Prince Alwaleed Bin Talal, a major investor in Citigroup (NYSE: C), urged the U.S. federal government to sell its ownership stake in Citigroup as soon as possible in order to boost investor confidence.
Alwaleed made the statement in a recent interview with Emeging Markets magazine. “The earlier the U.S. government exits its investments in those companies, the better,” as long as the withdrawal is not done in a manner that hurts the prices of U.S. financial stocks, the Saudi billionaire was quoted as saying in an interview published on Sunday.
Alwaleed continued, “We need to give confidence back to the shareholders and investors that these companies are moving along without government support.”
After Citigroup received a series of cash injections during the financial crisis, the U.S. federal government ended up with a 34% stake in Citigroup, after the bank received $45 billion in funds from the government’s Troubled Asset Relief Program (TARP).
Anonymous sources have reported that Citigroup has been in talks with officials from the Treasury department about how the government should wind-down its ownership of the 7.7 billion shares in the bank.
Alwaleed currently owns a part of Citigroup through his investment firm Kingdom Holding Co. As of July of 2007, Kingdom owned a 3.6% stake in the company. Alwaleed was one of the investors who agreed to invest more money into the bank in December of 2007.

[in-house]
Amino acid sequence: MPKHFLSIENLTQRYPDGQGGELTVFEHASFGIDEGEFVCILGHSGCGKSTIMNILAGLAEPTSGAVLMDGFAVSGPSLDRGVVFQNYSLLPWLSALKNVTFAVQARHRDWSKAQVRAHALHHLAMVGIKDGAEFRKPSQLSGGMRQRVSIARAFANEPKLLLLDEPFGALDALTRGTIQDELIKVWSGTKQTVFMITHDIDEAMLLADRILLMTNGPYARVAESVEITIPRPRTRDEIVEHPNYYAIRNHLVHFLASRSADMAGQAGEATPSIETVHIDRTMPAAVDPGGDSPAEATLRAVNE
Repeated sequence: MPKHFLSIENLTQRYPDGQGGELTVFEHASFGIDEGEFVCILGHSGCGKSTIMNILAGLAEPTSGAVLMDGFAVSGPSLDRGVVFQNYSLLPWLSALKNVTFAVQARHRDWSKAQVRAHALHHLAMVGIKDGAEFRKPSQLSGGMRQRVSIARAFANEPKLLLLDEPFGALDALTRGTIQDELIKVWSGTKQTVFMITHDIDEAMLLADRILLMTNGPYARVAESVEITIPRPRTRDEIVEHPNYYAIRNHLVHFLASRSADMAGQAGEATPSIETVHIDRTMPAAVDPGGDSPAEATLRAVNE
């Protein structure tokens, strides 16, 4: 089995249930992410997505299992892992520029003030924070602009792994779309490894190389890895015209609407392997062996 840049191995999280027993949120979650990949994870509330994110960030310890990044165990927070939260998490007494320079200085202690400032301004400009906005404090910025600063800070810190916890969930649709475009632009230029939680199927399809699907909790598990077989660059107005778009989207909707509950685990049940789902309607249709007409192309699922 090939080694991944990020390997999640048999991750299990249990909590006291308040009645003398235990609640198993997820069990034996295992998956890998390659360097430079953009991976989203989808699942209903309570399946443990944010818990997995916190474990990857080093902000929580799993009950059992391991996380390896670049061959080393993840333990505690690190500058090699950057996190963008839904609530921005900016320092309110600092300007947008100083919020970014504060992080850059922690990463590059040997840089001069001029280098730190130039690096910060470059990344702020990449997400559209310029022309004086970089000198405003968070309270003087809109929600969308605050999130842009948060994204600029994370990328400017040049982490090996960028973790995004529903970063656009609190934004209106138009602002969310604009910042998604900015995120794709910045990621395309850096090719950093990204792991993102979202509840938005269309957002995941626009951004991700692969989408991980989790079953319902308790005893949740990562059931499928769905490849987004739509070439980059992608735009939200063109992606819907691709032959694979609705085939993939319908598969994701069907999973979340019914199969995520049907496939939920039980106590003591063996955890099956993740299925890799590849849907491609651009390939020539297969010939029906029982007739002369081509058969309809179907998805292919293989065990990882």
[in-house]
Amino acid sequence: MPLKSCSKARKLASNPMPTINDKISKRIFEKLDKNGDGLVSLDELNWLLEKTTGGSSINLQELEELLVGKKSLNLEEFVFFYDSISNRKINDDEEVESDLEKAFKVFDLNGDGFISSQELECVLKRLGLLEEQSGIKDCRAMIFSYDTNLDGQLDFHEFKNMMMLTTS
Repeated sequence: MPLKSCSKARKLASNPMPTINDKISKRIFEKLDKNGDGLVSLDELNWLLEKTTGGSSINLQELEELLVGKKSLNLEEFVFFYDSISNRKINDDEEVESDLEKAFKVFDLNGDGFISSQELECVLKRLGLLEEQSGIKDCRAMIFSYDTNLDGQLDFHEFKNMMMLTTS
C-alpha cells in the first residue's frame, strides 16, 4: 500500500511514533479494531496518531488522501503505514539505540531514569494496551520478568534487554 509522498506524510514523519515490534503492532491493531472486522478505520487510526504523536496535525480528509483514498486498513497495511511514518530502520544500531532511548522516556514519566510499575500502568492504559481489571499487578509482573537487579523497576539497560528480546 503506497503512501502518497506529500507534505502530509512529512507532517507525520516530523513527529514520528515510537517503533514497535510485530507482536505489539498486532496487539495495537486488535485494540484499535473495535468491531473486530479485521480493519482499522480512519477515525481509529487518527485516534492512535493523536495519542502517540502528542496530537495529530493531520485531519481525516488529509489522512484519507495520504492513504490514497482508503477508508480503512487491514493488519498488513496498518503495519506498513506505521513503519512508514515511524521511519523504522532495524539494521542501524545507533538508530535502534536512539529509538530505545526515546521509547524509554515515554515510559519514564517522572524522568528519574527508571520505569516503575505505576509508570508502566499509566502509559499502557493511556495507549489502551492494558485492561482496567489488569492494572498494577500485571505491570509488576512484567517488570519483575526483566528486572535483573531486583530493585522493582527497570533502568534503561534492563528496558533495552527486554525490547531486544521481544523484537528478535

Citibank is expected to turn a profit on an operational basis sometime next year, according to Alwaleed. “Citigroup has learned a huge lesson. The worst is behind them right now,” Alwaleed said, adding that the bank’s $100 billion of tangible common equity, “the highest in the industry,” and the large scope of its operations meant its future was “very bright.”
Citibank has been profitable during the last two quarters because of one-time gains from sales of parts of its businesses and other accounting items, but has not posted a quarterly profit from its primary operations since 2007.
As a result of the financial crisis, some regulators have discussed the issue of banks becoming too large to fail, since the collapse of one major institution could undermine the country’s banking system, leaving governments forced to spend huge sums of money to support unprofitable banks,
Alwaleed stated that he didn’t believe breaking up major banks was a solution to that problem and that he did not expect the U.S. government to pursue that route. “Any failure of a broken-up bank is still going to impact the whole system. You need to fix the problem, not a symptom of the problem.”